All of this ties back into the experience. At every turn, I found myself trying to elude discovery. At times I wasn't successful, forcing myself to kill the city guard. I actually felt remorse in the beginning, because my goal was non-lethal. But as the story evolved, and the key pieces of the depth of Dunwall's corruption became clearer, I could feel my anger rise. The non-lethal approach wasn't as important anymore, and I was creating chaos wherever I went. I wanted my enemies to be afraid of me, and Dishonored plans for that. The more chaos I created, the more guards there were, and the more obstacles I had to overcome. About half-way through the story, I was leaving bodies everywhere, and I knew I was making things more difficult for myself, but I didn't care. The story that Arkane has crafted – with various twists that constantly had me on my guard – had me so invested in saving the Empress's daughter that I cared about nothing else, or anyone that stood in my way, friend or foe.
There were even instances where I did not kill intended targets if leaving them alive would humiliate them more. Near the end of the game, I had a character tell me that he didn't like what I had become and he planned to warn people of my approach. I killed my one-time friend before he could. I had become that ruthless. I'm sure that, if I had stuck to my original plan of non-lethality, the scene would have played differently, but again, I didn’t care.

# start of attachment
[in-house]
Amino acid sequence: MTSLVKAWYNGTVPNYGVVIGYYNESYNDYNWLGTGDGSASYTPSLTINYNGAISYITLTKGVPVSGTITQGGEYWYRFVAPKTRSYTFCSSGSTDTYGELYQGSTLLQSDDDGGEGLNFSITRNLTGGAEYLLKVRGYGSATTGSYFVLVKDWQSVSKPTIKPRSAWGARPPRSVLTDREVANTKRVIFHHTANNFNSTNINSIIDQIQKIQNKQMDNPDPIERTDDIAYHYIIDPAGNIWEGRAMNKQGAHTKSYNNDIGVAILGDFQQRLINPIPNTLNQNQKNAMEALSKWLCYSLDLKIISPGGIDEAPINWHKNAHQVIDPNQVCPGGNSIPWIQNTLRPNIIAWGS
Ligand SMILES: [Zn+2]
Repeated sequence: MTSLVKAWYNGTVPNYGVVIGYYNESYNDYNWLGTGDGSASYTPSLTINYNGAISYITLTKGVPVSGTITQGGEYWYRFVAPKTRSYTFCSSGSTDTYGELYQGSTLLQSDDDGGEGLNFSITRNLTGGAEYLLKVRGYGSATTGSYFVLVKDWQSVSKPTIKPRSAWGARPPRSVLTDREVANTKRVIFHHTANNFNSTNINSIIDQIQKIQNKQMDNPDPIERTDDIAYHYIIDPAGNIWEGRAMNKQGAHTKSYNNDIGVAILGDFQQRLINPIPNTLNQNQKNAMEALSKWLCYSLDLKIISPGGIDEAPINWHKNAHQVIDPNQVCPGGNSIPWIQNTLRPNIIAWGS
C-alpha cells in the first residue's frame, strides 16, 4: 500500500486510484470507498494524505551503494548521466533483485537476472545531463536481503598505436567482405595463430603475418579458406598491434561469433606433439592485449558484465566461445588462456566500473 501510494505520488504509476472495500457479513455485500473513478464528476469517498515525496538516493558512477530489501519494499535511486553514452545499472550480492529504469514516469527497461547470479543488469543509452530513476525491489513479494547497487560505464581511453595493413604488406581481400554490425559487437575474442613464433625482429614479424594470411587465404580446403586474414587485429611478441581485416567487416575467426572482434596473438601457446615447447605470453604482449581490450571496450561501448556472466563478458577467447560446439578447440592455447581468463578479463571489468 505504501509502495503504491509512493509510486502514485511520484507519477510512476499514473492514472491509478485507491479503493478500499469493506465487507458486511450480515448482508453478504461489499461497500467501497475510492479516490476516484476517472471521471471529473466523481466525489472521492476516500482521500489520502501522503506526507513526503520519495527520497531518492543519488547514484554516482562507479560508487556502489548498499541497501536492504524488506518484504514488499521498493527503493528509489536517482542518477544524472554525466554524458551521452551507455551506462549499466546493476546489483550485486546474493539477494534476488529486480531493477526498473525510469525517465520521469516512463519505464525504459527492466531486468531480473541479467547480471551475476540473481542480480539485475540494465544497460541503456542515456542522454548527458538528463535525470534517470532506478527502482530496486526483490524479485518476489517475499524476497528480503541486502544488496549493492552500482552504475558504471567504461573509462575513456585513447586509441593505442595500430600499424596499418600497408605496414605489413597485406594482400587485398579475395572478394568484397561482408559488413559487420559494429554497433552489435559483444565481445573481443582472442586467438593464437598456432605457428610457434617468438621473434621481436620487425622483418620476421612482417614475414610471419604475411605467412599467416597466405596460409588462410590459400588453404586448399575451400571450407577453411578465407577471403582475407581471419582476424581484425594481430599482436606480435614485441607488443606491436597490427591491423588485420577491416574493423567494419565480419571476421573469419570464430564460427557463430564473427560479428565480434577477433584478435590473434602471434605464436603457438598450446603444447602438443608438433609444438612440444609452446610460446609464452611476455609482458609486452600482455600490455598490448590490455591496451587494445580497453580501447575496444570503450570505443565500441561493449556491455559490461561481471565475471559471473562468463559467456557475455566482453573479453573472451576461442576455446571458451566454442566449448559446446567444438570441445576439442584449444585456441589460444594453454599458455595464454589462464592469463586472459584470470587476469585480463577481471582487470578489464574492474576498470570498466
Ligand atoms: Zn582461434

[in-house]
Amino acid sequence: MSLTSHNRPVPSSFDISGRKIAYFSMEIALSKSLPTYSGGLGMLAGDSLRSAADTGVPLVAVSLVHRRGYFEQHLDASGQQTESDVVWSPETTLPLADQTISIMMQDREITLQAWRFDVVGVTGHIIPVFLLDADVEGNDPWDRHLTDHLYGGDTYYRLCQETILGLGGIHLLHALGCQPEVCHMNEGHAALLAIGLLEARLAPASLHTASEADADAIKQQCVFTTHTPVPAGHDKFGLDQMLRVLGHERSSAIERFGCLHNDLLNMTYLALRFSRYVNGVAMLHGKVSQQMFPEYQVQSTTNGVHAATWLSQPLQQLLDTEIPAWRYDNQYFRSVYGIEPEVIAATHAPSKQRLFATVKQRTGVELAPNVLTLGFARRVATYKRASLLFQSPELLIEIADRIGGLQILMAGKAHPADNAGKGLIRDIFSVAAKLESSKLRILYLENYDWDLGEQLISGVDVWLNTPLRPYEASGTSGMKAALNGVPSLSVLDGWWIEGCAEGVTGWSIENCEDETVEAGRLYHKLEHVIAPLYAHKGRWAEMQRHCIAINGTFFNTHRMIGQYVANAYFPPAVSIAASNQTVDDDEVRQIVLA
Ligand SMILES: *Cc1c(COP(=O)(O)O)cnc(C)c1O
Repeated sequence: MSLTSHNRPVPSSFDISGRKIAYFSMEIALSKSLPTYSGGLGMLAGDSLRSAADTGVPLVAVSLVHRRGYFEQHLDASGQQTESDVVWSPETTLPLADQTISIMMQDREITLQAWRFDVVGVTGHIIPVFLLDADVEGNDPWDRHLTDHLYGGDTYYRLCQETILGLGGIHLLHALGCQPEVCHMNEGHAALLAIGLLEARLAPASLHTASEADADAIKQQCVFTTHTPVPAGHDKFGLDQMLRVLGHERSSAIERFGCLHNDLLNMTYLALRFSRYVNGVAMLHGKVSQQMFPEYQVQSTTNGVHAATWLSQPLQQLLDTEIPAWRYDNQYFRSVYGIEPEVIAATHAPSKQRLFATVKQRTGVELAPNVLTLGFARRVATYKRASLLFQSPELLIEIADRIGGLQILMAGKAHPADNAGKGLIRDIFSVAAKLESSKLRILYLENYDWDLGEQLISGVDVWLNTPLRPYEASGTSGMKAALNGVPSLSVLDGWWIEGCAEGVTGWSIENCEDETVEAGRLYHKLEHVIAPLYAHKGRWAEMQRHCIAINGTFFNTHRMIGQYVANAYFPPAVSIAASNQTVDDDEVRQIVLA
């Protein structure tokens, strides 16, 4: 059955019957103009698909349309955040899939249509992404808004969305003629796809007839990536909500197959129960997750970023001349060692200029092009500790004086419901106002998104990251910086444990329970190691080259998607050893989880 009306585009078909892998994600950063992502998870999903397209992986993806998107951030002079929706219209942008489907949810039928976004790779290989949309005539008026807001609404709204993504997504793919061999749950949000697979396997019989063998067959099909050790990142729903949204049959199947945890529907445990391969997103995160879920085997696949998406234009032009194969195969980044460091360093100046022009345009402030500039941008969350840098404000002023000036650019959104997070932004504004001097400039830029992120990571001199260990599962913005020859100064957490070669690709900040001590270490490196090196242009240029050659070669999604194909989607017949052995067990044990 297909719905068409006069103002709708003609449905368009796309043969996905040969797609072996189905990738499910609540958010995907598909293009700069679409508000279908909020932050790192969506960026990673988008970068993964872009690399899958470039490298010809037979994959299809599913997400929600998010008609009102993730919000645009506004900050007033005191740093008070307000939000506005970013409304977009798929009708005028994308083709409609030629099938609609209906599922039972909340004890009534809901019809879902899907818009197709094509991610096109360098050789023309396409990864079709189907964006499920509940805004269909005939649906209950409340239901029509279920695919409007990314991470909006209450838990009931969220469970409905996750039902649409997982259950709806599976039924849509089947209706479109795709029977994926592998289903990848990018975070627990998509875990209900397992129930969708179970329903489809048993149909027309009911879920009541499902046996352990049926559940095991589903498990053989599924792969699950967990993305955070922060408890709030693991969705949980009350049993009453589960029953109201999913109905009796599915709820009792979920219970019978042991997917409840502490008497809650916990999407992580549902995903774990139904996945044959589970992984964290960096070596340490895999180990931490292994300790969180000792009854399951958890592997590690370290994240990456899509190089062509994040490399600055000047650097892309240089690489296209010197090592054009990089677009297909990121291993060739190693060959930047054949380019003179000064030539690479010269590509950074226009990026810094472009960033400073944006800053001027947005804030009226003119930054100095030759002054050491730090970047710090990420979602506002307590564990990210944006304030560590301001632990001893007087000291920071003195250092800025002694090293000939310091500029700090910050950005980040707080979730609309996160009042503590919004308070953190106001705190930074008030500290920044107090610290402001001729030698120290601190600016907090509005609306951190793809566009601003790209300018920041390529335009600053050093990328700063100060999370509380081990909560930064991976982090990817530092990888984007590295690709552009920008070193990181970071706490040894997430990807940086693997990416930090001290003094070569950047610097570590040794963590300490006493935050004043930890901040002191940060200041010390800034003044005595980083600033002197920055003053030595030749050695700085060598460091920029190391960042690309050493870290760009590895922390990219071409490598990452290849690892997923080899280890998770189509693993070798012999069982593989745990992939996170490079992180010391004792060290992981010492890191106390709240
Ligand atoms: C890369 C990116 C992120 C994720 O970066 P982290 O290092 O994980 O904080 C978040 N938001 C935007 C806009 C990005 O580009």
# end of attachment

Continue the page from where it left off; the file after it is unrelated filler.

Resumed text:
This is not a way I usually play this type of game, mind you. I am almost always the lawful do-gooder that tries to do the right thing by everybody, including the bad guys. But there was something about the way the story was presented that changed all that. A game that can make you alter your traditional style of play is the essence of role-playing, forcing you to come to grips with the morality of your actions and admitting it didn't matter because the stakes were too high.
A beautiful setting, with an ugly underside that needed cleansing.
Granted, the game is not without its flaws. There are a couple of back-to-back missions mid-game that offer little guidance on what you should do or where you should go, and it is easy to get lost. It was the one time in the game where I dropped out of character and became frustrated. There are no maps that help you locate where you are. As good as the story is, and as prevalent as information is for back story and local flavor via books and journals littered throughout missions, there are a few plot points that could have used a bit more explanation.
But minor flaws aside, by the time the end credits rolled, I was emotionally exhausted and simultaneously stunned that a game could change the way I have
I didn't have to kill the Pendleton brothers, but I wanted to.